Broker Check

7300 Wealth Connect – October 2023

Late Summer Doldrums

Stocks have had a strong run this year. A much slower pace of rate hikes, as illustrated in Table 1, a belief (or hope) that the Federal Reserve would stop hiking interest rates and eventually start cutting them, and the absence of a much-forecasted recession.

The rally that began last October for the S&P 500 continued into the third quarter, with the S&P 500 Index peaking at the end of July. It has since fallen a modest 6.6% through the end of September, according to S&P 500 data provided by the St. Louis Federal Reserve.

As discussed last month, August and September have historically underperformed—see Figure 1. The prior two months did not merit exceptions.

While July closed on a high note, the losses incurred in August and September wiped out the early gains made in Q3.

Investors are attempting to price in what analysts call “higher for longer.” Higher refers to interest rates. Longer refers to how long rates might stay higher before any possible rate cut or cuts.

All else equal, higher interest rates create stiffer headwinds for equities because higher rates compete for investor dollars.

Notably, Treasury yields have turned higher, as Figure 2 illustrates.

Throughout the remainder of the year, the Treasury will be required to borrow a significant amount of money. As a result of an increase in the supply of bonds, yields may rise to attract buyers of the new bonds that will be issued.

Moreover, the Federal Reserve surprised many by adopting a more aggressive tone than anticipated at its September meeting.

It’s hard to forecast the future

The Federal Reserve releases its forecasts for GDP, inflation, and unemployment every quarter: December, March, June, and September.

The Fed maintained the fed funds rate at 5.25 – 5.50% in September, but it hinted at another rate hike this year and raised its year-end 2024 estimate of the fed funds rate from 4.6% to 5.1% (Figure 3).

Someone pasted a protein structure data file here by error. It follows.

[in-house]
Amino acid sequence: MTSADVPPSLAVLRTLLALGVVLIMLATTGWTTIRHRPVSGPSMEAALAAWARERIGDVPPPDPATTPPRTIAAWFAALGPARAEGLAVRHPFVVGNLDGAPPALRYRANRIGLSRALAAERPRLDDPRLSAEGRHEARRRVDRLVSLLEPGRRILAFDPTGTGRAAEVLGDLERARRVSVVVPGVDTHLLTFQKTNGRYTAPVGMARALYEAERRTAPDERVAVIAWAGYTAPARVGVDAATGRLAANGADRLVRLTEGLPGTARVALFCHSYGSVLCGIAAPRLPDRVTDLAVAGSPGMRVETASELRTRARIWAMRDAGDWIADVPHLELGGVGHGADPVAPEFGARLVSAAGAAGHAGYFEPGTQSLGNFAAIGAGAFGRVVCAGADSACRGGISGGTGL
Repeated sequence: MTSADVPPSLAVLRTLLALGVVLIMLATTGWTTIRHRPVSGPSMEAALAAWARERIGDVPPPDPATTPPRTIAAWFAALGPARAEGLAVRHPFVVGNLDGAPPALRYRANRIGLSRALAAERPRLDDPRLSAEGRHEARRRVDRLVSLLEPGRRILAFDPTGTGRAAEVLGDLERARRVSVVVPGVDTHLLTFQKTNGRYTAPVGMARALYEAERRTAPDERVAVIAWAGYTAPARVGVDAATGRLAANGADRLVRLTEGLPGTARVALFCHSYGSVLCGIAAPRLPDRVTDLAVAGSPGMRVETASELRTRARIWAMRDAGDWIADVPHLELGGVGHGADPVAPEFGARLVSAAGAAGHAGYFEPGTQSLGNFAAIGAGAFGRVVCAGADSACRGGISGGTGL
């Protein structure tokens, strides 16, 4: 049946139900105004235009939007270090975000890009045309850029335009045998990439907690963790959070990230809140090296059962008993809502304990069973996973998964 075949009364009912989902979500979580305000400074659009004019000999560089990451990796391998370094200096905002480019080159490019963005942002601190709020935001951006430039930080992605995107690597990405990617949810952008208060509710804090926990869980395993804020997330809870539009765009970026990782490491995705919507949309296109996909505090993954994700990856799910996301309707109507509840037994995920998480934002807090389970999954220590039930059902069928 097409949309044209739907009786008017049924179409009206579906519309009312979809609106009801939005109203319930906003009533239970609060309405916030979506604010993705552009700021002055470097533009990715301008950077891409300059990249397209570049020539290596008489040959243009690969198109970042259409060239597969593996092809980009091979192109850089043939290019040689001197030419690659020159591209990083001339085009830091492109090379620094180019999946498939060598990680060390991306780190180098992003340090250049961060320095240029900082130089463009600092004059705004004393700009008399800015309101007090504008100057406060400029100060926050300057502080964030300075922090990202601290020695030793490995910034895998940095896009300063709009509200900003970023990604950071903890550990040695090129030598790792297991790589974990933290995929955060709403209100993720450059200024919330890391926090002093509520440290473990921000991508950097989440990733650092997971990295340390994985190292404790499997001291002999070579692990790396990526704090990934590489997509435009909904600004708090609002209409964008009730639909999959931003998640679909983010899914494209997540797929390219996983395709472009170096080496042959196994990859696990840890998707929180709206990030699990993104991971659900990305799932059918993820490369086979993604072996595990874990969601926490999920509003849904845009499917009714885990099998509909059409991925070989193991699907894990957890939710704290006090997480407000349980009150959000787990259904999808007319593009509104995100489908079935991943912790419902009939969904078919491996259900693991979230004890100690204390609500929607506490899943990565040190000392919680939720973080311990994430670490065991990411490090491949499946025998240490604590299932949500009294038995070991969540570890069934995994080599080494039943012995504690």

Note that the Fed’s projections in Figure 3 have almost tripled over the last two years as it hopes to rein in stubbornly high inflation. In fact, it has raised its forecast every quarter since September 2021, when it first issued a forecast for year-end 2024.

Two years ago, the Fed expected a 2024 year-end fed funds rate of about 1.8%. At the time, it was calling the burst in inflation “transitory.” Today, its forecast for December 2024 is 5.1%.

The best and brightest minds struggle with accurately forecasting future events because projections rely on developing patterns based on historical data. But patterns may change over time, reducing the effectiveness of these models.

In addition, the influence of different variables on the economy can fluctuate from one economic cycle to another, as each cycle has its own unique characteristics.

For example, rising interest rates raise borrowing costs and should slow consumer and business spending. But economic growth has been surprisingly resilient. As Fed officials are fond of saying, there are “long and variable lags” regarding the impact from changing interest rates.

Final thoughts

As we have emphasized in the past, focus on what you can control. You can’t control the economy or stock market returns, but you can control your investment strategy.

Having a written financial plan is the roadmap to your financial goals. It allows you to track your progress, and it reduces uncertainty. Research shows that a solid plan also supports sound money habits.